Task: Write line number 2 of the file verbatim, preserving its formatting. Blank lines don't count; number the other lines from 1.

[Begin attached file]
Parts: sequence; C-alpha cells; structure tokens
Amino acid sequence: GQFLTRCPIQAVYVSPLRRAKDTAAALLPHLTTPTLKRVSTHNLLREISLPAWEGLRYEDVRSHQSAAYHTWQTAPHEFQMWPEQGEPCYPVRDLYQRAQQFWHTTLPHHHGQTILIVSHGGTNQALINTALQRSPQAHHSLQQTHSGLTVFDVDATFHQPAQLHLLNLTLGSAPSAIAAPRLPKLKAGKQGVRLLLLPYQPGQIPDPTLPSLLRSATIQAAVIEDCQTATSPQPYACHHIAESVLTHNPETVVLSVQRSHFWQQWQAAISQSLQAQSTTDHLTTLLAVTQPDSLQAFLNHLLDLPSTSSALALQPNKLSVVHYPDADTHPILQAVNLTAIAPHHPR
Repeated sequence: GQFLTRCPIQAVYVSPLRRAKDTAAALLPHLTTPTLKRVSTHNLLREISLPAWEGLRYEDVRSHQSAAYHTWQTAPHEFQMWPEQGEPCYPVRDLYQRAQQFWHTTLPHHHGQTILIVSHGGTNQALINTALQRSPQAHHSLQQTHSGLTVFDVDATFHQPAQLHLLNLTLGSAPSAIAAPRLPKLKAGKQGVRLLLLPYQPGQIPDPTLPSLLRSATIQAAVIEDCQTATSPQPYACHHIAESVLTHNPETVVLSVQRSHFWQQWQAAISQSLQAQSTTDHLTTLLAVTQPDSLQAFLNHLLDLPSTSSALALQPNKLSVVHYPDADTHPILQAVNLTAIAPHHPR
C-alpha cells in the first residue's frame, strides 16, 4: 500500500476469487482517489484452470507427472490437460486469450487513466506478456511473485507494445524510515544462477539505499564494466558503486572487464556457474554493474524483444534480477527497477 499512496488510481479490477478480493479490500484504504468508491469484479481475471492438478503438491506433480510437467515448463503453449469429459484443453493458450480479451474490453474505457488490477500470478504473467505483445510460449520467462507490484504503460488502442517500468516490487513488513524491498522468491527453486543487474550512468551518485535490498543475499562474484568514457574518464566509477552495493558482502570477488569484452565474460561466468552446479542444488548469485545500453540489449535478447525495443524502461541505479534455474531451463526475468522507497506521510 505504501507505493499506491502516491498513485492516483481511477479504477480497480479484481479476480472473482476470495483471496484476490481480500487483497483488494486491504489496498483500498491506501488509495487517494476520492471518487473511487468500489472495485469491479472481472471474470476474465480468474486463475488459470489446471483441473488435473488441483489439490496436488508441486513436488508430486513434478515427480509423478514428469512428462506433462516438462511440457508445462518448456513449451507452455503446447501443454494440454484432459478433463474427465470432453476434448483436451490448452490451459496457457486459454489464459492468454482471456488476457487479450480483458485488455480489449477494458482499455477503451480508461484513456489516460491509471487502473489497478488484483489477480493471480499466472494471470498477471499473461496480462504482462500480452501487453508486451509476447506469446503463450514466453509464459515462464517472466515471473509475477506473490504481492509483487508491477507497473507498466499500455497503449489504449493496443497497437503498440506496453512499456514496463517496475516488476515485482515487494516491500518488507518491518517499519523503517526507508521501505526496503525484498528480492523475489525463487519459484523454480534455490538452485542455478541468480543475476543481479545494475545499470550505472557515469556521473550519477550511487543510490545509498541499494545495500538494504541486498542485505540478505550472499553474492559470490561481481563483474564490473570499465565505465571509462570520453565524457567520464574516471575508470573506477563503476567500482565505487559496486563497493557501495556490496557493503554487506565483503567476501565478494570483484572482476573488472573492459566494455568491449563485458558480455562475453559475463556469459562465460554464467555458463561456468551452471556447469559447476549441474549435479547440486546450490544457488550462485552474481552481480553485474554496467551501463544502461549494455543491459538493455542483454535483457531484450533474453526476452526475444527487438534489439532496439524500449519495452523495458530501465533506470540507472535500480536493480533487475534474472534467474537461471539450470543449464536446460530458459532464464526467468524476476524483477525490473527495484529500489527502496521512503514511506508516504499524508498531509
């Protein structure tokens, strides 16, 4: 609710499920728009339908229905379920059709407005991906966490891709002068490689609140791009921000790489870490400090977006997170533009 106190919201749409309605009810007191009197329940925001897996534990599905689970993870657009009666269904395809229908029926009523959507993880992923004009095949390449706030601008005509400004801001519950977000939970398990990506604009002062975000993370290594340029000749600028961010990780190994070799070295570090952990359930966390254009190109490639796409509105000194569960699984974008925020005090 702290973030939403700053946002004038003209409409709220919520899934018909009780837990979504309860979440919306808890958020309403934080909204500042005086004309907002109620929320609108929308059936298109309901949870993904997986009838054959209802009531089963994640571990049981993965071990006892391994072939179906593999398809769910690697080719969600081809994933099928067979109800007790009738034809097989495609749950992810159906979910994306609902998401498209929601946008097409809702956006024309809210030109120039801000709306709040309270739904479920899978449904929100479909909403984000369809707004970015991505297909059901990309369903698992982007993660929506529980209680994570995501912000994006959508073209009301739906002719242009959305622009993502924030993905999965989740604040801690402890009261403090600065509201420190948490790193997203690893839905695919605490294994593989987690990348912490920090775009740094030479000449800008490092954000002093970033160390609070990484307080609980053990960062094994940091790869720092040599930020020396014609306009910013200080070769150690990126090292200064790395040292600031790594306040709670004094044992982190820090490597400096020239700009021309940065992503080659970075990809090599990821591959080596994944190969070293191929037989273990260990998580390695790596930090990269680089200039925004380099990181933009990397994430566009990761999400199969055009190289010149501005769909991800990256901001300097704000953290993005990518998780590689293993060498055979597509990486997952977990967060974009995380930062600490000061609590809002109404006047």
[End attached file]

Amino acid sequence: GQFLTRCPIQAVYVSPLRRAKDTAAALLPHLTTPTLKRVSTHNLLREISLPAWEGLRYEDVRSHQSAAYHTWQTAPHEFQMWPEQGEPCYPVRDLYQRAQQFWHTTLPHHHGQTILIVSHGGTNQALINTALQRSPQAHHSLQQTHSGLTVFDVDATFHQPAQLHLLNLTLGSAPSAIAAPRLPKLKAGKQGVRLLLLPYQPGQIPDPTLPSLLRSATIQAAVIEDCQTATSPQPYACHHIAESVLTHNPETVVLSVQRSHFWQQWQAAISQSLQAQSTTDHLTTLLAVTQPDSLQAFLNHLLDLPSTSSALALQPNKLSVVHYPDADTHPILQAVNLTAIAPHHPR